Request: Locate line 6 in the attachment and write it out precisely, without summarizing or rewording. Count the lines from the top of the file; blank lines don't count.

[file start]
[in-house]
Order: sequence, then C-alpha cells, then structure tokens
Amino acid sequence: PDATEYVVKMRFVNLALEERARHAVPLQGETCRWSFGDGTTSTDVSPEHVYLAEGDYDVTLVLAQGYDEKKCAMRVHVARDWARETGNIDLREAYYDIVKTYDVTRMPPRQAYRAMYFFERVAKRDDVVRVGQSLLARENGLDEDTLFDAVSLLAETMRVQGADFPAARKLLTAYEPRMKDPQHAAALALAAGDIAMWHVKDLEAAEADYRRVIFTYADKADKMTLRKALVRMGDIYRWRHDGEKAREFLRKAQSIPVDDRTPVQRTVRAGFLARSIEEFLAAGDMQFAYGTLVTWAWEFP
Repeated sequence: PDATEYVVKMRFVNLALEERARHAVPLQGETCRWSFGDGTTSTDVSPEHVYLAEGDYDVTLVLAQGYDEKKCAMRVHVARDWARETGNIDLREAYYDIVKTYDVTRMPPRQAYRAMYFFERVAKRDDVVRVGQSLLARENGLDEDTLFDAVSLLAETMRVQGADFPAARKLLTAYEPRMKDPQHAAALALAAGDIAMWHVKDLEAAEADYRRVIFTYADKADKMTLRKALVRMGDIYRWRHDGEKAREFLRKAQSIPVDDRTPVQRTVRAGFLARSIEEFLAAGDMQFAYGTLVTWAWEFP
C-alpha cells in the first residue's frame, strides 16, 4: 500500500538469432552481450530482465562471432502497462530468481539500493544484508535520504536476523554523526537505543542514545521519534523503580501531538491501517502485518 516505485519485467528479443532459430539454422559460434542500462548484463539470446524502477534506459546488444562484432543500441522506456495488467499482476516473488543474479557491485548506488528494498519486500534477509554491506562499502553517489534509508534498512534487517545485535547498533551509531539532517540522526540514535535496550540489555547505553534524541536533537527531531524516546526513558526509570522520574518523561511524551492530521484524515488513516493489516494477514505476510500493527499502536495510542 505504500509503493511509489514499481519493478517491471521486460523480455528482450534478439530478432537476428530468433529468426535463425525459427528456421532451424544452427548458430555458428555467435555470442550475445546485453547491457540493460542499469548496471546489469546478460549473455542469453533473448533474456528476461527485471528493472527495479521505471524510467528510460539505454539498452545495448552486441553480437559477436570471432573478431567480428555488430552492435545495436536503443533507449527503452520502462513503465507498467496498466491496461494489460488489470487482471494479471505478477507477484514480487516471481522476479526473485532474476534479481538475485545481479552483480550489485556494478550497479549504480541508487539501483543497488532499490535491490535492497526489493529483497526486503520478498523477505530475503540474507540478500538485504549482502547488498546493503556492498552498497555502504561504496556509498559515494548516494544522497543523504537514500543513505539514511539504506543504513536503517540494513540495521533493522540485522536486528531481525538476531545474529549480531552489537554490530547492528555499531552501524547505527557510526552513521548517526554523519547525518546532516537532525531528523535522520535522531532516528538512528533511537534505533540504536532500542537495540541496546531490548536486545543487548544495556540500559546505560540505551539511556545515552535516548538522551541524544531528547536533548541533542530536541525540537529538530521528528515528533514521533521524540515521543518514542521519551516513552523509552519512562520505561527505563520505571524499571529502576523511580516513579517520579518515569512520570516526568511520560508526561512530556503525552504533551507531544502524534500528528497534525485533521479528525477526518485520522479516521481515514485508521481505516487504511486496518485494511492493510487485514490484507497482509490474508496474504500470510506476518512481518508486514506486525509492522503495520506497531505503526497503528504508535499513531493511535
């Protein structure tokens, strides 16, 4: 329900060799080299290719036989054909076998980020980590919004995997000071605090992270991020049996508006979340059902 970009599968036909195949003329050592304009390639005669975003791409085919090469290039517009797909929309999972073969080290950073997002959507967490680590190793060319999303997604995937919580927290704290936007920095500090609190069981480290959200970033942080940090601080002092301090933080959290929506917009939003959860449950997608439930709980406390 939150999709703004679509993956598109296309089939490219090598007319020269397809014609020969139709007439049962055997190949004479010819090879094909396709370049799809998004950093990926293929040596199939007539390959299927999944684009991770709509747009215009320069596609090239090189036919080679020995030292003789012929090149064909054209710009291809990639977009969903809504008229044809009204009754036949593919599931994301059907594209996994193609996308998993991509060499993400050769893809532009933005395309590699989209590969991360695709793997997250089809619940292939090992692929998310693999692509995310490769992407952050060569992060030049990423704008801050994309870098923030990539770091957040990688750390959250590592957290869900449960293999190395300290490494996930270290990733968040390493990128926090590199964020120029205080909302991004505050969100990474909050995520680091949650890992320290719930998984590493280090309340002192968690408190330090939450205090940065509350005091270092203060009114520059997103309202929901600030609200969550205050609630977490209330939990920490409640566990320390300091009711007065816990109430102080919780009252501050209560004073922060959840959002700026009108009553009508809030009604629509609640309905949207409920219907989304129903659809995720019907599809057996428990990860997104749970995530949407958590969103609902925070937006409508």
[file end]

């Protein structure tokens, strides 16, 4: 329900060799080299290719036989054909076998980020980590919004995997000071605090992270991020049996508006979340059902 970009599968036909195949003329050592304009390639005669975003791409085919090469290039517009797909929309999972073969080290950073997002959507967490680590190793060319999303997604995937919580927290704290936007920095500090609190069981480290959200970033942080940090601080002092301090933080959290929506917009939003959860449950997608439930709980406390 939150999709703004679509993956598109296309089939490219090598007319020269397809014609020969139709007439049962055997190949004479010819090879094909396709370049799809998004950093990926293929040596199939007539390959299927999944684009991770709509747009215009320069596609090239090189036919080679020995030292003789012929090149064909054209710009291809990639977009969903809504008229044809009204009754036949593919599931994301059907594209996994193609996308998993991509060499993400050769893809532009933005395309590699989209590969991360695709793997997250089809619940292939090992692929998310693999692509995310490769992407952050060569992060030049990423704008801050994309870098923030990539770091957040990688750390959250590592957290869900449960293999190395300290490494996930270290990733968040390493990128926090590199964020120029205080909302991004505050969100990474909050995520680091949650890992320290719930998984590493280090309340002192968690408190330090939450205090940065509350005091270092203060009114520059997103309202929901600030609200969550205050609630977490209330939990920490409640566990320390300091009711007065816990109430102080919780009252501050209560004073922060959840959002700026009108009553009508809030009604629509609640309905949207409920219907989304129903659809995720019907599809057996428990990860997104749970995530949407958590969103609902925070937006409508």